Julia Cockney

Beaufort Delta
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Artist Story

Until I was about 7 years old, I did a lot of nomadic traveling with my parents. My father was a trapper, so we were always following the animals – in the winter we would travel by dog sled and in the summer, we would go back to the small village of Stanton where we would stay for a few months. During that time, we would harvest, prepare dry fish and get all the food we need for the dogs in the winter. I felt so safe with my mom and dad. It was such a good life!

After I turned 7, I had to go to residential school until I was about 15 years old. It was during this time I learned to go into myself and look for what I have within. I started drawing and writing. My artwork began as a visceral need to create.

I started sewing after my kids were born because I wanted to be able to make items for them. I’m so grateful that my mom was there to help and teach me! I was 17 years old when I started working at the fur shop in Tuktoyaktuk, alongside Elders. I learned a lot from all the ladies there too. I had to take many projects apart and start over! With practice, I kept getting better and I now do embroidery and beading too.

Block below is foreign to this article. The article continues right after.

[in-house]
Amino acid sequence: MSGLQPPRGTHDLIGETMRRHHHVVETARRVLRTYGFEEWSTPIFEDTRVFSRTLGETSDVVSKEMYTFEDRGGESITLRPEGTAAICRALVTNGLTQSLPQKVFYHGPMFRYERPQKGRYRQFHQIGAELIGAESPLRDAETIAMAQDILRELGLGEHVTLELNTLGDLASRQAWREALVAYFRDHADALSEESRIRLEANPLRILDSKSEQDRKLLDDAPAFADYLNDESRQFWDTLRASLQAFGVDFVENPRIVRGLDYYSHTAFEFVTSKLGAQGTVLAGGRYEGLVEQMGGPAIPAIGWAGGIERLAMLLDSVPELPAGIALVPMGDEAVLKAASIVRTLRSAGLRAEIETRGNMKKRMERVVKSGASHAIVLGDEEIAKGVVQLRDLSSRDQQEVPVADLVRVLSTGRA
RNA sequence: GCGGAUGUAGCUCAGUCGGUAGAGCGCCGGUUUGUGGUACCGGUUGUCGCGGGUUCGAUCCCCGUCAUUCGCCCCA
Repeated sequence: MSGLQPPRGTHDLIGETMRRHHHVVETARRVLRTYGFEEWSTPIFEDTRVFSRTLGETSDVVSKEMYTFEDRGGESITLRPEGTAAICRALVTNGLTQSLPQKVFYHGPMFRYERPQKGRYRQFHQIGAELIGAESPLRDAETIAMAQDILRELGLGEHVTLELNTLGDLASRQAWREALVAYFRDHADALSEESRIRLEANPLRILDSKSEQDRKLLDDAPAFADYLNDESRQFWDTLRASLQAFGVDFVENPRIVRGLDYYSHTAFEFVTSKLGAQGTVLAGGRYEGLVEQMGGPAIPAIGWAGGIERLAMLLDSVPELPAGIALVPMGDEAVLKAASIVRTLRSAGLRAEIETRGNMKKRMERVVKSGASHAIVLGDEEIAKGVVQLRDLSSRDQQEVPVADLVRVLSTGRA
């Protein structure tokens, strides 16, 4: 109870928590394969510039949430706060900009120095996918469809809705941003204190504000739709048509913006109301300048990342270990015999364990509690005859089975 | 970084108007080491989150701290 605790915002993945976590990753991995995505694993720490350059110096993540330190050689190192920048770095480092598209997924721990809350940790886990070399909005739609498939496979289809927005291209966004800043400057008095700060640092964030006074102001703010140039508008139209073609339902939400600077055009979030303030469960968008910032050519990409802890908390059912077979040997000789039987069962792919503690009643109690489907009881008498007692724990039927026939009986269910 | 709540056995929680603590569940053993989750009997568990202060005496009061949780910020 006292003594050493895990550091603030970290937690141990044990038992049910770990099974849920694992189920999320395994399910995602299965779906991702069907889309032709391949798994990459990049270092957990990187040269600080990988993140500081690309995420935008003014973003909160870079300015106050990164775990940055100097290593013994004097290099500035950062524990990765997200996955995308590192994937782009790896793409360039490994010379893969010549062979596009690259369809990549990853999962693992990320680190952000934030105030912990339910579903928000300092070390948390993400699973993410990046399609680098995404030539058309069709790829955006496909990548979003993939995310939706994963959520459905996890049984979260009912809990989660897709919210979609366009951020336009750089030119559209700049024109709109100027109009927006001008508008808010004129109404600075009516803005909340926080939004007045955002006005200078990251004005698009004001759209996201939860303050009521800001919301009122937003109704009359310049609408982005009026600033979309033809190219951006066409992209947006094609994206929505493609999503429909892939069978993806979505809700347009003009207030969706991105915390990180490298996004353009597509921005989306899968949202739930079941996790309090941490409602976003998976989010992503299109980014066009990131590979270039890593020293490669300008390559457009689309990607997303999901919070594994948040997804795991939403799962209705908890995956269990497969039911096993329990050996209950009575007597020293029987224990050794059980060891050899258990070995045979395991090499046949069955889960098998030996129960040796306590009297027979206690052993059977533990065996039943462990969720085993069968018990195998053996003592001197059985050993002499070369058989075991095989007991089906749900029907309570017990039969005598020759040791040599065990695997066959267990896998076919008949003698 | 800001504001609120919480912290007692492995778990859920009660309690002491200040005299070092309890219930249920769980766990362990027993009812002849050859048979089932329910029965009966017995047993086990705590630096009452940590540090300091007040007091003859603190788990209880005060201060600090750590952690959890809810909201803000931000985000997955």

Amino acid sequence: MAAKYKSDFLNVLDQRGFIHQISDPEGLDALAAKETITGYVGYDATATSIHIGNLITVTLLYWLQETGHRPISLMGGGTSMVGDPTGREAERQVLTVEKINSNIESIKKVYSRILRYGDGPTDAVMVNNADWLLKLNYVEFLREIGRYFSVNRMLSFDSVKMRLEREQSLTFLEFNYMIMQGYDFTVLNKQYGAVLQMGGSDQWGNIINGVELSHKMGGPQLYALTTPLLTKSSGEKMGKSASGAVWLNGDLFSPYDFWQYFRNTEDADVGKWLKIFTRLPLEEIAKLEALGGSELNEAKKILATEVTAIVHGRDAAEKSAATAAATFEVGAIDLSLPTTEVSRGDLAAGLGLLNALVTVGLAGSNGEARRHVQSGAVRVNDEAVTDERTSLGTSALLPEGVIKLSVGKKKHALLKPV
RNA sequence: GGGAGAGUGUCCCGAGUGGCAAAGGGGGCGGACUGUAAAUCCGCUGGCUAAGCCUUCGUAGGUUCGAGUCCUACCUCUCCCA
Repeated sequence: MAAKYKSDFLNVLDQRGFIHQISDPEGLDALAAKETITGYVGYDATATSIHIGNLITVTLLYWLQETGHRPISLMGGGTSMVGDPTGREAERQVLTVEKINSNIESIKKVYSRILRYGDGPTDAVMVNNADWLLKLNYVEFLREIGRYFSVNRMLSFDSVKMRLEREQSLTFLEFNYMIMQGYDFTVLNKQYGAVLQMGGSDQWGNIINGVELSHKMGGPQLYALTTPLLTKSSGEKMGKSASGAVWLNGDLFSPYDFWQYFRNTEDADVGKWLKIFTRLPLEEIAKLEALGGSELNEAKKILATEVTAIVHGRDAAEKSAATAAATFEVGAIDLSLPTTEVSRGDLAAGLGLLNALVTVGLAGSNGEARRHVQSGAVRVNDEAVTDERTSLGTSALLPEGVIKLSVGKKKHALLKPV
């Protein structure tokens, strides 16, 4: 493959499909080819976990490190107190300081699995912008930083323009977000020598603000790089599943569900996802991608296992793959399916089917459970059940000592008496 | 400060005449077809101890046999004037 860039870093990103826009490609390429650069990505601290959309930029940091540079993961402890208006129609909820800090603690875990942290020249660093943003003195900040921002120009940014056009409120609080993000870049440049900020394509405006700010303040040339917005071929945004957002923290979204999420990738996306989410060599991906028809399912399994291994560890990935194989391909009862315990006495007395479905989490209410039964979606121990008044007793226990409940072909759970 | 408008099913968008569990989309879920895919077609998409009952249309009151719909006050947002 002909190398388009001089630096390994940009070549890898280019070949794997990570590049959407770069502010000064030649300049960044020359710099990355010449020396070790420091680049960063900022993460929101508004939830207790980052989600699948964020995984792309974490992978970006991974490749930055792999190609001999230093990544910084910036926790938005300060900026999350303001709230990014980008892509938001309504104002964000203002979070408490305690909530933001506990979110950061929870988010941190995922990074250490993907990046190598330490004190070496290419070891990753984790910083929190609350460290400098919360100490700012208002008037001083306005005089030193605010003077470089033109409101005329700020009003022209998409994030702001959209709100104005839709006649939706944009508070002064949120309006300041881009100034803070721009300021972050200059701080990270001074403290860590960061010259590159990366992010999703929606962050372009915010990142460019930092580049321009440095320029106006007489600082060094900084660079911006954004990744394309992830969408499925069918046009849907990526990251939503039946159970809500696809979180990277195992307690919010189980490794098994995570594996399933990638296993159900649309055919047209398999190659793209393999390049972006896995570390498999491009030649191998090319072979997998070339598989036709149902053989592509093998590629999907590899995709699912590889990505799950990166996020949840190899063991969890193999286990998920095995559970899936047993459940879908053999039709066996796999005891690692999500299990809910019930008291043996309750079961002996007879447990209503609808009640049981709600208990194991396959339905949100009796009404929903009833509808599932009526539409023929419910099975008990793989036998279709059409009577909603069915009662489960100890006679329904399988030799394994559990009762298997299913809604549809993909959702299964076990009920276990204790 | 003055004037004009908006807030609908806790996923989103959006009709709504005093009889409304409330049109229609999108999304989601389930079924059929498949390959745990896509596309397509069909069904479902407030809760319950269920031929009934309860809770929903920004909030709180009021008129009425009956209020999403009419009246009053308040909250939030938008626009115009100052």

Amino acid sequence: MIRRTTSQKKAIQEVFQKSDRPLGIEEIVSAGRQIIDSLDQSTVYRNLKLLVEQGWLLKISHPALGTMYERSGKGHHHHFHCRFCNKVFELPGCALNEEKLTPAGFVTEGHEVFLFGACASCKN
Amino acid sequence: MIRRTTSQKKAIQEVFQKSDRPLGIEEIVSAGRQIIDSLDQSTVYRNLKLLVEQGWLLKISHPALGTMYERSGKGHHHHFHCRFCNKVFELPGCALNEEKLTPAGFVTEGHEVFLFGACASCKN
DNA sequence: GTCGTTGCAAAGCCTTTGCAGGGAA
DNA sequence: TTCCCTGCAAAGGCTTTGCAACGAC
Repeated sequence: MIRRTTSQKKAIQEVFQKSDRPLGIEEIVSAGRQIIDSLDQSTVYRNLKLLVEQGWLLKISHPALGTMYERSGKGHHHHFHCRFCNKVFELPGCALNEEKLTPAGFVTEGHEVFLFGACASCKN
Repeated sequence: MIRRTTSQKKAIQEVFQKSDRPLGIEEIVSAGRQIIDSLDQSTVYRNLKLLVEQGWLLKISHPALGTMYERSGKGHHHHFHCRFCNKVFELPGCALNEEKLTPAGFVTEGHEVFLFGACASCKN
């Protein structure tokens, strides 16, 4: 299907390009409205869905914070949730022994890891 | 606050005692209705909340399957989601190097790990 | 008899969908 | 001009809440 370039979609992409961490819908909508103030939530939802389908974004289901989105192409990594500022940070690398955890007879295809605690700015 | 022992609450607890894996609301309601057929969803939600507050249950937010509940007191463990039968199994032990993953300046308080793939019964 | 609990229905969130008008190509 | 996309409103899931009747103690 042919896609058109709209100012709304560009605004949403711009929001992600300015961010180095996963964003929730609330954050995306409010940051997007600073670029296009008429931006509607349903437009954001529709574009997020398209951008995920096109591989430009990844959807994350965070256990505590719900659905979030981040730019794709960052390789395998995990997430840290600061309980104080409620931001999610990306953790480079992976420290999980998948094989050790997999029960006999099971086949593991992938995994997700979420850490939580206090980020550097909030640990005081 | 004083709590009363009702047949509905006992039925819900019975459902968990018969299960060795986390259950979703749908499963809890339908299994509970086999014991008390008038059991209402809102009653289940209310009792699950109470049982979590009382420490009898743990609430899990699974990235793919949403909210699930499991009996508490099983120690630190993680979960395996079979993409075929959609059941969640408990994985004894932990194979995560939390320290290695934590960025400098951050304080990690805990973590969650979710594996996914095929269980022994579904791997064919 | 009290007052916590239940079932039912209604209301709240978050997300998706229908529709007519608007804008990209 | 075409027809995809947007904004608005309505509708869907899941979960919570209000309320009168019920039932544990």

I sew mostly because I enjoy it. I really love creating. When I complete an item, I look at it and I feel good. I draw all of my own patterns. I particularly love to make roses, especially in black and red.  I also make dolls out of sealskin. I still don’t really know where that idea came from – one day, I just decided to try something new. I made a small doll and – because I wanted to see her do a drum dance – I added some wires in its arms and legs. I must have made about 200 of those by now!

What I like the most about making art is to create something new and seeing the final product. I really love seeing my art on other people who enjoy it too. Making art connects me to my culture, to my parents, to being on the land. It also makes me feel like I can provide for myself. My artwork can support me if I ever need it: financially, but also spiritually, mentally and emotionally. I can look at my art afterwards and feel good that I did it, even if it was challenging.

Artist Bio: 

Julia was born in Stanton, a small village located about 200 miles from Tuktoyaktuk where she now lives. Many of Julia’s kids are now artists too. In the summertime, Julia is busy connecting with her traditional roots at fish camps and will prefer to sew in the winter when it is cold outside. Her creative mindset leads her to take on many artistic projects to support her family or to embellished other community member’s lives. 

Last Updated: May 18, 2023

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